CS Lewis memorial bronze sculpture Holywood Arches
Ross WilsonThe chair may be used as a vehicle of transport; as the viewer is seated on the bronze chair they travel through Lewis via imagination to Narnia”.
There are many inscriptions on the back of the wardrobe.
Back of CS Lewis Wardrobe Inscriptions
The Searcher bronze sculpture CS Lewis
CS Lewis memorial bronze sculpture Holywood Arches
A letter written by CS Lewis to Anne Walker aged 10.
CS Lewis Letter written to Anne Walker
CS Lewis The searcher bronze memorial quote
And amongst the monobloc paving are 4 large rectangles of granite in a square encasing the sculpture  (you can just about see them in the collage photos above in light grey). Each one of the granite blocs has one of the 4 lines engraved:
  • The Searcher Centenary Sculpture
  • CS “Jack” Lewis – Ulsterman
  • Writer, Scholar, Teacher, Christian
  • Born 1898, Reborn 1931

Narnian Trail – Wall Murals

As you can see this post is lacking flowers today but there still is a lot of colour to the next bit of the trail….
Further on down the road from here just off the Newtownards Road are some wall murals.  Belfast is very famous for its wall murals. But today instead of there being paramilitary propaganda, hooded gunmen and riffles painted on the walls in Dee Street and Convention Place there are these in memory of CS Lewis. However not all paramilitary propaganda has gone from the area. Frankly, it never will.
CS Lewis Narnia mural East Belfast - Narnian trail
Dee Street Mural Belfast CS Lewis Narnia
Narnian trail - Convention Place Mural Belfast CS Lewis Lion the witch and the wardrobe Narnia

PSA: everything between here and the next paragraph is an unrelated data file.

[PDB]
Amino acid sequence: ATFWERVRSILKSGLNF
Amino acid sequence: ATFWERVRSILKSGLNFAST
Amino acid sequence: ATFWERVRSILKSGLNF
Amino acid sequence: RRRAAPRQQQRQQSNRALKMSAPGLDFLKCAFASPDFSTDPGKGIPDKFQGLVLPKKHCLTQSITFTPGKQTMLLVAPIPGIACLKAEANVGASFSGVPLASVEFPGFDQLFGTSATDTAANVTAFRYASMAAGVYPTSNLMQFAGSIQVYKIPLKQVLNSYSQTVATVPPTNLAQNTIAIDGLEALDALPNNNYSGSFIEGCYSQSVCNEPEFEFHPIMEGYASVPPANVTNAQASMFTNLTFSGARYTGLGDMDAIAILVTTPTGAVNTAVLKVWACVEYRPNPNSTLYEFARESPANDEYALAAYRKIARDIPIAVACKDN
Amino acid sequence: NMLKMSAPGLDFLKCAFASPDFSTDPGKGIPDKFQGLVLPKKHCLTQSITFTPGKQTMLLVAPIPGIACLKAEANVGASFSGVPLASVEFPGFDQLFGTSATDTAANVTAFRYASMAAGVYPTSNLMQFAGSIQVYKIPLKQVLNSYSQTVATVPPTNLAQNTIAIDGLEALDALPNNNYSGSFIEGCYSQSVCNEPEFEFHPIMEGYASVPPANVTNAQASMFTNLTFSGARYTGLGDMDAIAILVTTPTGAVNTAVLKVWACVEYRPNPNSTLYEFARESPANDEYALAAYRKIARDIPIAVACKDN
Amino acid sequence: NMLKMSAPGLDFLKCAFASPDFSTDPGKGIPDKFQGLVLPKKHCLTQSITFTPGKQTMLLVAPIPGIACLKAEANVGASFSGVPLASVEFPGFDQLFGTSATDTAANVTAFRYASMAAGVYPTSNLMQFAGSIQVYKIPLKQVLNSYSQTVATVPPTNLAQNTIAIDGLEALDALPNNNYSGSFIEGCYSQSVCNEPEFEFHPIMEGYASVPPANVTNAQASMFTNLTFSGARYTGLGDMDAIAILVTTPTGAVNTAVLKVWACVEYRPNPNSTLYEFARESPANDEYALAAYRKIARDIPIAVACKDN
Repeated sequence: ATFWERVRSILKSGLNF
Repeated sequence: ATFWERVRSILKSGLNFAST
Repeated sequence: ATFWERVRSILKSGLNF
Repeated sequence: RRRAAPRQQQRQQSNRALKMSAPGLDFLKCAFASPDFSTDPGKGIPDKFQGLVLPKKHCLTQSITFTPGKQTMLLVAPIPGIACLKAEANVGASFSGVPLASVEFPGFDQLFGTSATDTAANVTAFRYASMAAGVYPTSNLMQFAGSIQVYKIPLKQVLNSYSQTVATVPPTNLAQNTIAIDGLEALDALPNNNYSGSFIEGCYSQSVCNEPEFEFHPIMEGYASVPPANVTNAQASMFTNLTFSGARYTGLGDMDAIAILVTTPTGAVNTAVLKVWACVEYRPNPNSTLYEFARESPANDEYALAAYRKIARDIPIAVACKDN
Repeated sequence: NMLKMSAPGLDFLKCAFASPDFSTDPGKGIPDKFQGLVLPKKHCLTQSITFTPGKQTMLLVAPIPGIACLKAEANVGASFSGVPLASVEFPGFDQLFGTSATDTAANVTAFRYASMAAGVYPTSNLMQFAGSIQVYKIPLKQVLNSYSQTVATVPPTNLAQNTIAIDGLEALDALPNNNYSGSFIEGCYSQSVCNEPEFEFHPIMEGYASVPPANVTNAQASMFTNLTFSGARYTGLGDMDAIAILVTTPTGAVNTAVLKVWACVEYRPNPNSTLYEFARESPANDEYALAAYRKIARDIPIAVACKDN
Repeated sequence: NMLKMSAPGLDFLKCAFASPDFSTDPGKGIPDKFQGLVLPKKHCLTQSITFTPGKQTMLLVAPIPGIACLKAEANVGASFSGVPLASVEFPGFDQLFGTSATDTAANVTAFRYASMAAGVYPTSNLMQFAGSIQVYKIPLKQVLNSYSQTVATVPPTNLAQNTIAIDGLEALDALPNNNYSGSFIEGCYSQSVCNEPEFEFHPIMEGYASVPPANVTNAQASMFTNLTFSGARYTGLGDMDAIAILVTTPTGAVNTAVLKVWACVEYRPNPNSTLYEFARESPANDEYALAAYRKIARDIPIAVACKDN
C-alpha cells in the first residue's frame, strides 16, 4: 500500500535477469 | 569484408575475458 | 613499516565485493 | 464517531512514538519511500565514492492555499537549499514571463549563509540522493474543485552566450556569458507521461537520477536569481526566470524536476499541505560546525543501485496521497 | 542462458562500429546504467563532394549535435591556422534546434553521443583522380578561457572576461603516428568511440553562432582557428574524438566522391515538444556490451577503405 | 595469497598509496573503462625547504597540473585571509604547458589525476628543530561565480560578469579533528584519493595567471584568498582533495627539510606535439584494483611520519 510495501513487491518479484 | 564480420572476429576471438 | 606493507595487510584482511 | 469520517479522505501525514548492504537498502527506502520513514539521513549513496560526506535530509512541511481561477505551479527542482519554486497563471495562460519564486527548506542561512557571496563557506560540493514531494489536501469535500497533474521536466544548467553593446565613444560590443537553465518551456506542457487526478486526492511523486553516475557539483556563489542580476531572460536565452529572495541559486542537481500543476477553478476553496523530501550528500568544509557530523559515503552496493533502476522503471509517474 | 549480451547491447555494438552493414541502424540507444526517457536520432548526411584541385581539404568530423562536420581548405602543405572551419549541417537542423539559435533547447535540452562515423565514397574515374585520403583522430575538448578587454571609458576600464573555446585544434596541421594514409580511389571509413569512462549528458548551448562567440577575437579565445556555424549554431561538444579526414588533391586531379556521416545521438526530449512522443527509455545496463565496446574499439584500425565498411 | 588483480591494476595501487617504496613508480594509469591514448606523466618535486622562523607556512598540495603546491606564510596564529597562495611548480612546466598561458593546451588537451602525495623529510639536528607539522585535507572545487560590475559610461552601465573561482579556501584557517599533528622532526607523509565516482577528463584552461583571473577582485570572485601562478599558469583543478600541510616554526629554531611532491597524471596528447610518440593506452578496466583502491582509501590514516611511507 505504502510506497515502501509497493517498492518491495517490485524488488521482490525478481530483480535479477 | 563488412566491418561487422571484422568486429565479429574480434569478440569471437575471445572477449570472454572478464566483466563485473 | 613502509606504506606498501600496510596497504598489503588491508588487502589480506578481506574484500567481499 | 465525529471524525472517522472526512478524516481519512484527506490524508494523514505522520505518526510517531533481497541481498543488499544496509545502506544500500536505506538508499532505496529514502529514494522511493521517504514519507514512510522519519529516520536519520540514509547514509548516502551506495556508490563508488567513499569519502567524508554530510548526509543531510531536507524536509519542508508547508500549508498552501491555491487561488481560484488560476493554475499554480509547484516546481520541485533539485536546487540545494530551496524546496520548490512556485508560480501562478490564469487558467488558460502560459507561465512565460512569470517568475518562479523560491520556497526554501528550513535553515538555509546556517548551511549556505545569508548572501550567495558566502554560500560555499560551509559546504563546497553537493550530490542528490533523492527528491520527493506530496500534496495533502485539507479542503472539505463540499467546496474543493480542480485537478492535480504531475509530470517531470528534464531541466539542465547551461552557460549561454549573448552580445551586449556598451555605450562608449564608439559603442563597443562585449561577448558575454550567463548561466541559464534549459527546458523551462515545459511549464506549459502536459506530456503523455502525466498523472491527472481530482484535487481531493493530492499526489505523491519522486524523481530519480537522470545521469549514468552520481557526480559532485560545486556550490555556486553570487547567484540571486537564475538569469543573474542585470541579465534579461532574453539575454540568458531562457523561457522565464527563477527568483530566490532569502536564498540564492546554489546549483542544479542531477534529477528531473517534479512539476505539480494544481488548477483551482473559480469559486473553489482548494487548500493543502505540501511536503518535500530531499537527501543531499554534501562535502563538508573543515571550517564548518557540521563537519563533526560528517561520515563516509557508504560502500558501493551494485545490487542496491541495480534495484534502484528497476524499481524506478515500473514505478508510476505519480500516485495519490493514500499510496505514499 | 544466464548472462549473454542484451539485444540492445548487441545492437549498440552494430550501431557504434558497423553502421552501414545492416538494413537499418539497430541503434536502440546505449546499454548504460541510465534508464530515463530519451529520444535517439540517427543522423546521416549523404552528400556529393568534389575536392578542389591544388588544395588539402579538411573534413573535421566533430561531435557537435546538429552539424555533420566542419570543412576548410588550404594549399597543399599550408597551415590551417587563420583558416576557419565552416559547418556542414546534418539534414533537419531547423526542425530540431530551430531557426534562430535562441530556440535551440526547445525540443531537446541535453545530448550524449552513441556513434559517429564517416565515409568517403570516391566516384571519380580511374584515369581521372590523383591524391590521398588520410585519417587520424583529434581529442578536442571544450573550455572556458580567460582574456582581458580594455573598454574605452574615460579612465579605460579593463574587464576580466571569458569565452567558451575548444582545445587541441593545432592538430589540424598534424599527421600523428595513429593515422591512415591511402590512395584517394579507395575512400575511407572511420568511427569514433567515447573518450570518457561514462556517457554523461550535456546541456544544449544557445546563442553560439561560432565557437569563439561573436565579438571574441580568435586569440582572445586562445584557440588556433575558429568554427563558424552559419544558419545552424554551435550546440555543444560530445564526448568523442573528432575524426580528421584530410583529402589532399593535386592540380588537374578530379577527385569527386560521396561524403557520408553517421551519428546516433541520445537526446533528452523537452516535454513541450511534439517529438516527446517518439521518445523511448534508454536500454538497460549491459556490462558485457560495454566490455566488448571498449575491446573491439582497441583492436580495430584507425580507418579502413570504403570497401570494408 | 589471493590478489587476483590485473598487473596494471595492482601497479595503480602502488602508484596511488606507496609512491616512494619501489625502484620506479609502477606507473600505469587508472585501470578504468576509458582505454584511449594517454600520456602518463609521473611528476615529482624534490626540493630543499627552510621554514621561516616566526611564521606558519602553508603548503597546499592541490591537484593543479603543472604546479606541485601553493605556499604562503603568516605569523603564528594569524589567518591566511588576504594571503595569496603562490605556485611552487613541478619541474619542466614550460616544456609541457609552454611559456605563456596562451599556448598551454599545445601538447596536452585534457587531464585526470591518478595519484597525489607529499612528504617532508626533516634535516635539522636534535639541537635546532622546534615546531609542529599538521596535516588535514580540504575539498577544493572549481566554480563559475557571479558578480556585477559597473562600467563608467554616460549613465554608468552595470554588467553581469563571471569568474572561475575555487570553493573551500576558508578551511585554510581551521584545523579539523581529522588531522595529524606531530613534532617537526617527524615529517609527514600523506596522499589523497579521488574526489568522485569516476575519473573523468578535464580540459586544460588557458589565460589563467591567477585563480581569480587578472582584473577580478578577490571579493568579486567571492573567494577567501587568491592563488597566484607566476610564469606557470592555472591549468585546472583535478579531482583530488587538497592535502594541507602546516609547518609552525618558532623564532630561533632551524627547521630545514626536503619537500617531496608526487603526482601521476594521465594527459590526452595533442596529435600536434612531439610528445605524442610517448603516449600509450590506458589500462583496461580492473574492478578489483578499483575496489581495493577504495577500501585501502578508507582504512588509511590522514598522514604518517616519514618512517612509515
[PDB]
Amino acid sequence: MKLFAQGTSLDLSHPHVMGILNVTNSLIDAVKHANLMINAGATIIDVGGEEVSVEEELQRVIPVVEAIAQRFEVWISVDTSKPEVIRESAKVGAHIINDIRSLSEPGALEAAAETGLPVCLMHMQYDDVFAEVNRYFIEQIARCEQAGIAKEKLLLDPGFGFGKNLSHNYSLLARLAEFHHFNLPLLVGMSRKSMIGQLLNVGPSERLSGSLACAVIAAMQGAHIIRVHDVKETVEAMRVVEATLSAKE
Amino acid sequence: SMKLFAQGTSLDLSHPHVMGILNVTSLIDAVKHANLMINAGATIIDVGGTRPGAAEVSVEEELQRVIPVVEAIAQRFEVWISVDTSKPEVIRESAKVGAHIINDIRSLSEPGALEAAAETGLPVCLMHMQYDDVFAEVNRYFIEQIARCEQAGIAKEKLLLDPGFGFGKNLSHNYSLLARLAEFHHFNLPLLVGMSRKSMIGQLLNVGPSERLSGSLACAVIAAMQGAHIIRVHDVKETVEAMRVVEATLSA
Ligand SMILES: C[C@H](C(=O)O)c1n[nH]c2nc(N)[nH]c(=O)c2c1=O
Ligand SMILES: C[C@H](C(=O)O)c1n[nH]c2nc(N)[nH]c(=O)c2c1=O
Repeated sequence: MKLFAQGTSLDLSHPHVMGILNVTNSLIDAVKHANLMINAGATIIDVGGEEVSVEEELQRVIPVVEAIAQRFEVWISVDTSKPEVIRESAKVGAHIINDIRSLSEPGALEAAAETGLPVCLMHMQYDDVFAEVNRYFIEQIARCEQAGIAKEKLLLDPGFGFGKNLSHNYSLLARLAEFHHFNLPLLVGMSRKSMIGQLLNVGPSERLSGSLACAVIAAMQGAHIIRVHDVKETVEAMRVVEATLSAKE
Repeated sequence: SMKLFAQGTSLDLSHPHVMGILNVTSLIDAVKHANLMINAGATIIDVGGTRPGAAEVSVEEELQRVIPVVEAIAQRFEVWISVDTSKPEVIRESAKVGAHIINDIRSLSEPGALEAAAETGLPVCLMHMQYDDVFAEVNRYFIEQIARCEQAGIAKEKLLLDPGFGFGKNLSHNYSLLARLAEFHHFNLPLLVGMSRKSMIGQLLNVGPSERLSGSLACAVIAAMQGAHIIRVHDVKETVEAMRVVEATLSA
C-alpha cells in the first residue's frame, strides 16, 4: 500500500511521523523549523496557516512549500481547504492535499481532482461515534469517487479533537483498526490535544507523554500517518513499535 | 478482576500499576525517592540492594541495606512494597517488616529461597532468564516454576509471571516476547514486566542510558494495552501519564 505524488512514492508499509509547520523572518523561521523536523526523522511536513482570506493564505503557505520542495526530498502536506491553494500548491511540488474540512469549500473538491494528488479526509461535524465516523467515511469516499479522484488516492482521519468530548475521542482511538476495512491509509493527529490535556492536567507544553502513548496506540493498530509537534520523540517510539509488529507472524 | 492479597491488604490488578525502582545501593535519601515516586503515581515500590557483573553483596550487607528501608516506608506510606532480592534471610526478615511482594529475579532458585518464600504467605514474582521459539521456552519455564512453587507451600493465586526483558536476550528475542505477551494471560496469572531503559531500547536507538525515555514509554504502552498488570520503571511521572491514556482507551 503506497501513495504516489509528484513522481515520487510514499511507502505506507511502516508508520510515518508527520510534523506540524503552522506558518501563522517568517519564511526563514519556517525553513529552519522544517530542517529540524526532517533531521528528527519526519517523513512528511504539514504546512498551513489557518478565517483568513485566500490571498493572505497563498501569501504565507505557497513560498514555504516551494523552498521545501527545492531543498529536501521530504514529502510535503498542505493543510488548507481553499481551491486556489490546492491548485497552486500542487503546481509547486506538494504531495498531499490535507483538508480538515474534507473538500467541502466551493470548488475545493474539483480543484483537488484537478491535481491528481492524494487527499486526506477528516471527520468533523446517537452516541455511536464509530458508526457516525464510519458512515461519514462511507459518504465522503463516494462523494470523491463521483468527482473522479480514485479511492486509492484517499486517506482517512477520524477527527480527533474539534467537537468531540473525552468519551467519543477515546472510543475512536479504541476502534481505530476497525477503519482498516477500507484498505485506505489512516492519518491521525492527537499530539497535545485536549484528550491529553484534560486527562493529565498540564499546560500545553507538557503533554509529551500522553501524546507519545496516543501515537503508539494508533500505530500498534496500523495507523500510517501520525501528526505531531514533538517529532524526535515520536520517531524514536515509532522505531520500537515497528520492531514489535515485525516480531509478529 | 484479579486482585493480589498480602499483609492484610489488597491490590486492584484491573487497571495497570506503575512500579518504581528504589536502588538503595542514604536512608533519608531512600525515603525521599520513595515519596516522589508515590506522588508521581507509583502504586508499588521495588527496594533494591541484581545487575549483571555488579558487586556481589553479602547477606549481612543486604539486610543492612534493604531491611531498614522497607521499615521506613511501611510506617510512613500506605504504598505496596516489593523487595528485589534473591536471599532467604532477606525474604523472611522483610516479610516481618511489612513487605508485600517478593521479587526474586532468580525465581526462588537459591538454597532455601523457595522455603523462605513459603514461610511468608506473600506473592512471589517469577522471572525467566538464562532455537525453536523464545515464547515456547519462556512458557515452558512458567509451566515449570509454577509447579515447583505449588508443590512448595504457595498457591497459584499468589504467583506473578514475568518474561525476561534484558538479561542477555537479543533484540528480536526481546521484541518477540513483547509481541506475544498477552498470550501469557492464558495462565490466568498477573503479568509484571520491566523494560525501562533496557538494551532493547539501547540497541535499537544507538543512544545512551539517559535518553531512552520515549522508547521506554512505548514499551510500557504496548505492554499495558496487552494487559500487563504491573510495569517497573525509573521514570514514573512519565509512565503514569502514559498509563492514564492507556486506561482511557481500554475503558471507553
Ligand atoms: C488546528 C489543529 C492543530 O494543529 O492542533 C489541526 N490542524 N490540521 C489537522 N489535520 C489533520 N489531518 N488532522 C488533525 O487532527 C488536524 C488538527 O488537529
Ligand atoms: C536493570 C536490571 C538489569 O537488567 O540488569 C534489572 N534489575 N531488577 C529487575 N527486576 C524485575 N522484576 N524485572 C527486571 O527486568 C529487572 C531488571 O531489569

A Narnian Trail

Little Lea

Since I started writing this article I have kindly been given permission to show you these photos. I will eventually be adding them to part 1. But in the meantime, Mr Richard James who took the photos was given a private tour of Little Lea with his son in law.
He took a photo of the front of Little Lea and inside the little room where Jack and Warren played. And where they had their telescope.
CS Lewis Little Lea collage Circular Road, Belmont, Belfast
A Narnian Trail leads to Little Lea
Do any of you know which day CS Lewis died on? – well you’ll never forget now! President JF Kennedy was assassinated on the same day –  November 22, 1963.  He died at The Kilns, Oxford, England.
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Photography Tutor and Gardener

Rosie is a garden photographer, writer and nature lover. She enjoys soaking up nature and is easily distracted from doing the weeding by anything that flutters, flies, buzzes, creeps or crawls! She enjoys sharing the beauty of creation through her photography. Rosie has been featured on TV on BBC2's The Beechgrove Garden and she uses the outdoors as her natural light studio. Her work can be seen at one of Scotland's only photography galleries - Close Gallery, 4b Howe Street, Edinburgh.